Or any international awards for that matter. I like to keep a track of the Oscars – winning films, nods, snubs, long shots, everything – and then predict which ones will win when the night comes. Unfortunately, I have never been able to watch all movies let alone predict correctly. But I still have at two lists prepared and ready:
These will be enough for at least 2-3 months from now, depending upon the number of titles you have seen already.
If Oscars are not your thing, you can pick any of the major international awards like the Golden Globes, BAFTAs, and Independent Spirit awards, or even Filmfare and Indian’s National Film awards. The idea is to continue watching films to keep the spirit high and constant. Heck, you may also consider the Razzies.
This might come as a surprise but let me at least make a case. The amount of information that is exchanged in this small Reddit community of Bollywood lovers is just breathtaking. All types of news, trailers, and trivia are discussed there every day by users from around the world.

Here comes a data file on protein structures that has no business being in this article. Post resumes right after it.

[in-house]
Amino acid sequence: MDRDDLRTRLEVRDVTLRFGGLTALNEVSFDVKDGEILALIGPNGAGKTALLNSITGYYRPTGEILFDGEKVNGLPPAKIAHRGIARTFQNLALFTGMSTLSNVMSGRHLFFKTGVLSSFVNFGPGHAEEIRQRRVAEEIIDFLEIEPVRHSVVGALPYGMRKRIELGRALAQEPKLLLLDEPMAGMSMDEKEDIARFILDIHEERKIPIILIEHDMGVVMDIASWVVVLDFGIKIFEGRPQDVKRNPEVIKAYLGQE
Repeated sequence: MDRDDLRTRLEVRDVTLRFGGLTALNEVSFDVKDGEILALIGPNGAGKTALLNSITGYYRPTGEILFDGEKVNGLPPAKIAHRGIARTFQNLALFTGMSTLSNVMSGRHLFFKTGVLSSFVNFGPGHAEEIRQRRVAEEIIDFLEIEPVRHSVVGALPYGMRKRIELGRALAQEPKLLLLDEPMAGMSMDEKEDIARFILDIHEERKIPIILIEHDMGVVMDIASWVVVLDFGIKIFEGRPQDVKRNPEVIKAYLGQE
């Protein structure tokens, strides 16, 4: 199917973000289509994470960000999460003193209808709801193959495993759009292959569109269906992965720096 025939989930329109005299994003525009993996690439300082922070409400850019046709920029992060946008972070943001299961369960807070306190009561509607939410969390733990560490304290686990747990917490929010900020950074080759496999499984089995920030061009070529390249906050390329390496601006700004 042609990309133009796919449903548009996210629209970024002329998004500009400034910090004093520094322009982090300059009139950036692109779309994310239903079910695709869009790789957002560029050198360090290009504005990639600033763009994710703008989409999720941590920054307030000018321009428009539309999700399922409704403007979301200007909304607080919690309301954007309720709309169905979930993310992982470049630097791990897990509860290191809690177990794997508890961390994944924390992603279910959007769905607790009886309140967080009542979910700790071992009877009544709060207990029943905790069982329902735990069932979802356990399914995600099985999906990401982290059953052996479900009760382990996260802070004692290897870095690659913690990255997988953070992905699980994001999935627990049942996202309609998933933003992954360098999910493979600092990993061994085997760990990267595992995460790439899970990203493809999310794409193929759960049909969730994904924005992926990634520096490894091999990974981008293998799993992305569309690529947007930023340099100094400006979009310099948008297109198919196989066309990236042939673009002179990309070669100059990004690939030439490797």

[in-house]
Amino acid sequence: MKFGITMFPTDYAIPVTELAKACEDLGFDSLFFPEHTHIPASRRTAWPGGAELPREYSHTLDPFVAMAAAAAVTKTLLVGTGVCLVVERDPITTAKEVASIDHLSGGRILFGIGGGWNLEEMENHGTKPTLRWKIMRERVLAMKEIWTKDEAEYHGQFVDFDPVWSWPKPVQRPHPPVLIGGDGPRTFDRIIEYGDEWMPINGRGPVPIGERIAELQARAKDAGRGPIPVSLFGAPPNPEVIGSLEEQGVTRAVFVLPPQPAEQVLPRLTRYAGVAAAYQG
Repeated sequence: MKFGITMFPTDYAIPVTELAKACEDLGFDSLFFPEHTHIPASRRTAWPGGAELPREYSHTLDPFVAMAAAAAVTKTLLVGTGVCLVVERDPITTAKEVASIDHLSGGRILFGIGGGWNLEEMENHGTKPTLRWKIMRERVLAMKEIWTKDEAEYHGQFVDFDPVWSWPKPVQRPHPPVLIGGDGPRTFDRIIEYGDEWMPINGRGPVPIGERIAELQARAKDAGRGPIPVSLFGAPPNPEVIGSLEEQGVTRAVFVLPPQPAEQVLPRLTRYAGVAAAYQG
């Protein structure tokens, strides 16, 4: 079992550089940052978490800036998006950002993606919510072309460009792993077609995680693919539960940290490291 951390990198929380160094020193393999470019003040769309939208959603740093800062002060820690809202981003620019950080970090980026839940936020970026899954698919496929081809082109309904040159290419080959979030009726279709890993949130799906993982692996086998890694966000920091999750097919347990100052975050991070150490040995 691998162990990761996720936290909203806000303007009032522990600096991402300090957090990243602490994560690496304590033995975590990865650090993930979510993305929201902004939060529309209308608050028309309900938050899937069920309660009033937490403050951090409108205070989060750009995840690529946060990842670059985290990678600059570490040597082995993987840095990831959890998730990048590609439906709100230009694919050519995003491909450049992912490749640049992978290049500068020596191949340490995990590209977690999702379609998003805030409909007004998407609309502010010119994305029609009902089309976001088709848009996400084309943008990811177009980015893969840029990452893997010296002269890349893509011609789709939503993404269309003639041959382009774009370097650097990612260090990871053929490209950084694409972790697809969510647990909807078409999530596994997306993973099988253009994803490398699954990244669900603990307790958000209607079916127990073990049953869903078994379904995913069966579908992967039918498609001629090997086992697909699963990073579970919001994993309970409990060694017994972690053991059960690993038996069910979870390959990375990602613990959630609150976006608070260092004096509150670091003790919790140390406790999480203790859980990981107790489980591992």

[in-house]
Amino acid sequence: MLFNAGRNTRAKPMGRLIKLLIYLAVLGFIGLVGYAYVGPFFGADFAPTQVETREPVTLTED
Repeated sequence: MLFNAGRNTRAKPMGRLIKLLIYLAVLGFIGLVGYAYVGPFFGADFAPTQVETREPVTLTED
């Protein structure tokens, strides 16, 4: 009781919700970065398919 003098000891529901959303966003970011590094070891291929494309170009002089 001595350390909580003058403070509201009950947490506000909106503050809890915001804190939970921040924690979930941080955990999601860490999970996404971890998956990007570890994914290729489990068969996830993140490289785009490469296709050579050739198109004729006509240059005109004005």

They even have polls of new Bollywood releases, and unlike popular opinion, have constructive discussions that you can take part in. The community is also actively moderated, which means no spam, no advertisements. Just plain Bollywood worship.
Go and have a look here: https://www.reddit.com/r/bollywood/
Young Critics Lab
This is not for me, but for people who are between the age of 18 and 25. If you are that young and still interested in cinema, the Young Critics Lab organized by MAMI every year will be a beautiful opportunity.